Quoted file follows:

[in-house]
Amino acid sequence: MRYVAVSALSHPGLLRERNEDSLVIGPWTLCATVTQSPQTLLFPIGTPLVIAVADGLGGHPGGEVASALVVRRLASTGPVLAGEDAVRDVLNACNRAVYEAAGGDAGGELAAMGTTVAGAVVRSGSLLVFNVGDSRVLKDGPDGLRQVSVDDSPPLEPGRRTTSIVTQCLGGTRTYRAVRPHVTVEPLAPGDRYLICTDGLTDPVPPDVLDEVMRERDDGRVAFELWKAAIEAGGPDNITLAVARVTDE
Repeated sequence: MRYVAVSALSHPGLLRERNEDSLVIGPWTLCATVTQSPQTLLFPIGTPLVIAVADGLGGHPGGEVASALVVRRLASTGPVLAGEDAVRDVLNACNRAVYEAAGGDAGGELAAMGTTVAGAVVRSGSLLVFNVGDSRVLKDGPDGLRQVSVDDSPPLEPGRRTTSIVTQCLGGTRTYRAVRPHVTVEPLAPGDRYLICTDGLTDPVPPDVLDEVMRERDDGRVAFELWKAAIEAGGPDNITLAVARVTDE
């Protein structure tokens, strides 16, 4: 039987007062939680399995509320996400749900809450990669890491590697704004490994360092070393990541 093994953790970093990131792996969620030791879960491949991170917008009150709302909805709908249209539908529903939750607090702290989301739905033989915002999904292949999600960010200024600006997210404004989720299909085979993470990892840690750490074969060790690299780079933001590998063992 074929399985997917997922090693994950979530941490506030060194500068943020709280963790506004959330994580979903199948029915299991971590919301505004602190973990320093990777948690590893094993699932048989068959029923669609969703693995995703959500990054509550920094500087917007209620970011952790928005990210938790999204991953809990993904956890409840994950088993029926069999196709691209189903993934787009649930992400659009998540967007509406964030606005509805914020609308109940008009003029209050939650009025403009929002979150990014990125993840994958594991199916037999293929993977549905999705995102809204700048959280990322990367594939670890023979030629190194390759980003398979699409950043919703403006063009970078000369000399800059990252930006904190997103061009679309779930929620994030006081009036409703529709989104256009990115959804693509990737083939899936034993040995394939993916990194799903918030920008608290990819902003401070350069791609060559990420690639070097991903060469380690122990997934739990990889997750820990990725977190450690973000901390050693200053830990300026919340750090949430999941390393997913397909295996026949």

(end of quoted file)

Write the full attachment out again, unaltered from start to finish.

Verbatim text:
[in-house]
Amino acid sequence: MRYVAVSALSHPGLLRERNEDSLVIGPWTLCATVTQSPQTLLFPIGTPLVIAVADGLGGHPGGEVASALVVRRLASTGPVLAGEDAVRDVLNACNRAVYEAAGGDAGGELAAMGTTVAGAVVRSGSLLVFNVGDSRVLKDGPDGLRQVSVDDSPPLEPGRRTTSIVTQCLGGTRTYRAVRPHVTVEPLAPGDRYLICTDGLTDPVPPDVLDEVMRERDDGRVAFELWKAAIEAGGPDNITLAVARVTDE
Repeated sequence: MRYVAVSALSHPGLLRERNEDSLVIGPWTLCATVTQSPQTLLFPIGTPLVIAVADGLGGHPGGEVASALVVRRLASTGPVLAGEDAVRDVLNACNRAVYEAAGGDAGGELAAMGTTVAGAVVRSGSLLVFNVGDSRVLKDGPDGLRQVSVDDSPPLEPGRRTTSIVTQCLGGTRTYRAVRPHVTVEPLAPGDRYLICTDGLTDPVPPDVLDEVMRERDDGRVAFELWKAAIEAGGPDNITLAVARVTDE
């Protein structure tokens, strides 16, 4: 039987007062939680399995509320996400749900809450990669890491590697704004490994360092070393990541 093994953790970093990131792996969620030791879960491949991170917008009150709302909805709908249209539908529903939750607090702290989301739905033989915002999904292949999600960010200024600006997210404004989720299909085979993470990892840690750490074969060790690299780079933001590998063992 074929399985997917997922090693994950979530941490506030060194500068943020709280963790506004959330994580979903199948029915299991971590919301505004602190973990320093990777948690590893094993699932048989068959029923669609969703693995995703959500990054509550920094500087917007209620970011952790928005990210938790999204991953809990993904956890409840994950088993029926069999196709691209189903993934787009649930992400659009998540967007509406964030606005509805914020609308109940008009003029209050939650009025403009929002979150990014990125993840994958594991199916037999293929993977549905999705995102809204700048959280990322990367594939670890023979030629190194390759980003398979699409950043919703403006063009970078000369000399800059990252930006904190997103061009679309779930929620994030006081009036409703529709989104256009990115959804693509990737083939899936034993040995394939993916990194799903918030920008608290990819902003401070350069791609060559990420690639070097991903060469380690122990997934739990990889997750820990990725977190450690973000901390050693200053830990300026919340750090949430999941390393997913397909295996026949």